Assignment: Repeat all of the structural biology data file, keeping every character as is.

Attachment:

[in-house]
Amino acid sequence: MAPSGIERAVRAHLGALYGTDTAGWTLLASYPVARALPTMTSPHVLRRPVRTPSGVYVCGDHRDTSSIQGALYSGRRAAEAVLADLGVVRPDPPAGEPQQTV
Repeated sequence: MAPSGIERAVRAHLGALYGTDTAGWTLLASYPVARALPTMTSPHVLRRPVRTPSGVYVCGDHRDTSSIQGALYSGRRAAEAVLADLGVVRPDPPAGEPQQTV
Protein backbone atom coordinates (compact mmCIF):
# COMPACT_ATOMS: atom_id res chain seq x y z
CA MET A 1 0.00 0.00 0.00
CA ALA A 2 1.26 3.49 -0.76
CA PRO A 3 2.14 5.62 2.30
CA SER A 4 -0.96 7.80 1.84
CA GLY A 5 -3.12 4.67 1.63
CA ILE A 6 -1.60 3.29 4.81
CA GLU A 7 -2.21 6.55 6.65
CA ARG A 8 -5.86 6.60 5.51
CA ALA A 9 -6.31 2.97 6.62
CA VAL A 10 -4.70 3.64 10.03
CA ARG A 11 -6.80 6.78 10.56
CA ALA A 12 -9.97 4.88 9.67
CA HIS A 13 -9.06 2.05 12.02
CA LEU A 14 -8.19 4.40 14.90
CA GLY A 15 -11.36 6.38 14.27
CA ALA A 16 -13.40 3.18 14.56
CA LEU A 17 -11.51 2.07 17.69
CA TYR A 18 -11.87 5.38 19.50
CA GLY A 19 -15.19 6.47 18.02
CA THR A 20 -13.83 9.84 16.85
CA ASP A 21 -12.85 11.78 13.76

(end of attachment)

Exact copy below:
[in-house]
Amino acid sequence: MAPSGIERAVRAHLGALYGTDTAGWTLLASYPVARALPTMTSPHVLRRPVRTPSGVYVCGDHRDTSSIQGALYSGRRAAEAVLADLGVVRPDPPAGEPQQTV
Repeated sequence: MAPSGIERAVRAHLGALYGTDTAGWTLLASYPVARALPTMTSPHVLRRPVRTPSGVYVCGDHRDTSSIQGALYSGRRAAEAVLADLGVVRPDPPAGEPQQTV
Protein backbone atom coordinates (compact mmCIF):
# COMPACT_ATOMS: atom_id res chain seq x y z
CA MET A 1 0.00 0.00 0.00
CA ALA A 2 1.26 3.49 -0.76
CA PRO A 3 2.14 5.62 2.30
CA SER A 4 -0.96 7.80 1.84
CA GLY A 5 -3.12 4.67 1.63
CA ILE A 6 -1.60 3.29 4.81
CA GLU A 7 -2.21 6.55 6.65
CA ARG A 8 -5.86 6.60 5.51
CA ALA A 9 -6.31 2.97 6.62
CA VAL A 10 -4.70 3.64 10.03
CA ARG A 11 -6.80 6.78 10.56
CA ALA A 12 -9.97 4.88 9.67
CA HIS A 13 -9.06 2.05 12.02
CA LEU A 14 -8.19 4.40 14.90
CA GLY A 15 -11.36 6.38 14.27
CA ALA A 16 -13.40 3.18 14.56
CA LEU A 17 -11.51 2.07 17.69
CA TYR A 18 -11.87 5.38 19.50
CA GLY A 19 -15.19 6.47 18.02
CA THR A 20 -13.83 9.84 16.85
CA ASP A 21 -12.85 11.78 13.76